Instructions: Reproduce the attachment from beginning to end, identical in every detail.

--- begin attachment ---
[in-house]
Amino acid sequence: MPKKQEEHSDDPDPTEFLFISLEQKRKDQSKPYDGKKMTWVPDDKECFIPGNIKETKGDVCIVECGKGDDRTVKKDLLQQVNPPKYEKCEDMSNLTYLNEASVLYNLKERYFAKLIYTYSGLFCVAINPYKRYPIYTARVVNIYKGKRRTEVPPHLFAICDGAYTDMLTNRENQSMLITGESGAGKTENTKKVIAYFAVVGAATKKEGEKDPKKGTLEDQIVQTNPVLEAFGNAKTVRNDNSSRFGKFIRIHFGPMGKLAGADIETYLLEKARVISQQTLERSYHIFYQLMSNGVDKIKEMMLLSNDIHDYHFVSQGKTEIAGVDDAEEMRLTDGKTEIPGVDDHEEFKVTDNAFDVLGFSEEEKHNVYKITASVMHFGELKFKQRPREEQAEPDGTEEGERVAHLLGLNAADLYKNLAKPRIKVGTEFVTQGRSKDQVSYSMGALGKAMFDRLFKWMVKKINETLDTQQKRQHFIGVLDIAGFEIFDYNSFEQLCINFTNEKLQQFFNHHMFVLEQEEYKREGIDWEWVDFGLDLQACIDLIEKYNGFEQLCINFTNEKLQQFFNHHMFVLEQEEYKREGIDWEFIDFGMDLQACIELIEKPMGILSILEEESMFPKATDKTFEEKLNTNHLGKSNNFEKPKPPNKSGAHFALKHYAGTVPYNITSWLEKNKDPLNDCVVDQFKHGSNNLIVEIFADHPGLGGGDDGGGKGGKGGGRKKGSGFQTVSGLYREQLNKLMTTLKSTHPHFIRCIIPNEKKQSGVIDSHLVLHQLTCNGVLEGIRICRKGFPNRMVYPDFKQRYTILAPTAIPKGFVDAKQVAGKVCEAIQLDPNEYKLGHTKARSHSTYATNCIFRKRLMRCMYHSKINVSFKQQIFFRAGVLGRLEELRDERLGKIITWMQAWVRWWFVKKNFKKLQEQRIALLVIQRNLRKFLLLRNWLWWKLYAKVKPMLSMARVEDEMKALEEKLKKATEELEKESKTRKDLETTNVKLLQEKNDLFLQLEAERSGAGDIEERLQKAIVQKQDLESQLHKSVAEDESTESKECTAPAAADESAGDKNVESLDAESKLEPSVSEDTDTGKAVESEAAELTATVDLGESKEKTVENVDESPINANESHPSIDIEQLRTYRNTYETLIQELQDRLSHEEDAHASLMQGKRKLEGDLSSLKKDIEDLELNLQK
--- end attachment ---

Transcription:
[in-house]
Amino acid sequence: MPKKQEEHSDDPDPTEFLFISLEQKRKDQSKPYDGKKMTWVPDDKECFIPGNIKETKGDVCIVECGKGDDRTVKKDLLQQVNPPKYEKCEDMSNLTYLNEASVLYNLKERYFAKLIYTYSGLFCVAINPYKRYPIYTARVVNIYKGKRRTEVPPHLFAICDGAYTDMLTNRENQSMLITGESGAGKTENTKKVIAYFAVVGAATKKEGEKDPKKGTLEDQIVQTNPVLEAFGNAKTVRNDNSSRFGKFIRIHFGPMGKLAGADIETYLLEKARVISQQTLERSYHIFYQLMSNGVDKIKEMMLLSNDIHDYHFVSQGKTEIAGVDDAEEMRLTDGKTEIPGVDDHEEFKVTDNAFDVLGFSEEEKHNVYKITASVMHFGELKFKQRPREEQAEPDGTEEGERVAHLLGLNAADLYKNLAKPRIKVGTEFVTQGRSKDQVSYSMGALGKAMFDRLFKWMVKKINETLDTQQKRQHFIGVLDIAGFEIFDYNSFEQLCINFTNEKLQQFFNHHMFVLEQEEYKREGIDWEWVDFGLDLQACIDLIEKYNGFEQLCINFTNEKLQQFFNHHMFVLEQEEYKREGIDWEFIDFGMDLQACIELIEKPMGILSILEEESMFPKATDKTFEEKLNTNHLGKSNNFEKPKPPNKSGAHFALKHYAGTVPYNITSWLEKNKDPLNDCVVDQFKHGSNNLIVEIFADHPGLGGGDDGGGKGGKGGGRKKGSGFQTVSGLYREQLNKLMTTLKSTHPHFIRCIIPNEKKQSGVIDSHLVLHQLTCNGVLEGIRICRKGFPNRMVYPDFKQRYTILAPTAIPKGFVDAKQVAGKVCEAIQLDPNEYKLGHTKARSHSTYATNCIFRKRLMRCMYHSKINVSFKQQIFFRAGVLGRLEELRDERLGKIITWMQAWVRWWFVKKNFKKLQEQRIALLVIQRNLRKFLLLRNWLWWKLYAKVKPMLSMARVEDEMKALEEKLKKATEELEKESKTRKDLETTNVKLLQEKNDLFLQLEAERSGAGDIEERLQKAIVQKQDLESQLHKSVAEDESTESKECTAPAAADESAGDKNVESLDAESKLEPSVSEDTDTGKAVESEAAELTATVDLGESKEKTVENVDESPINANESHPSIDIEQLRTYRNTYETLIQELQDRLSHEEDAHASLMQGKRKLEGDLSSLKKDIEDLELNLQK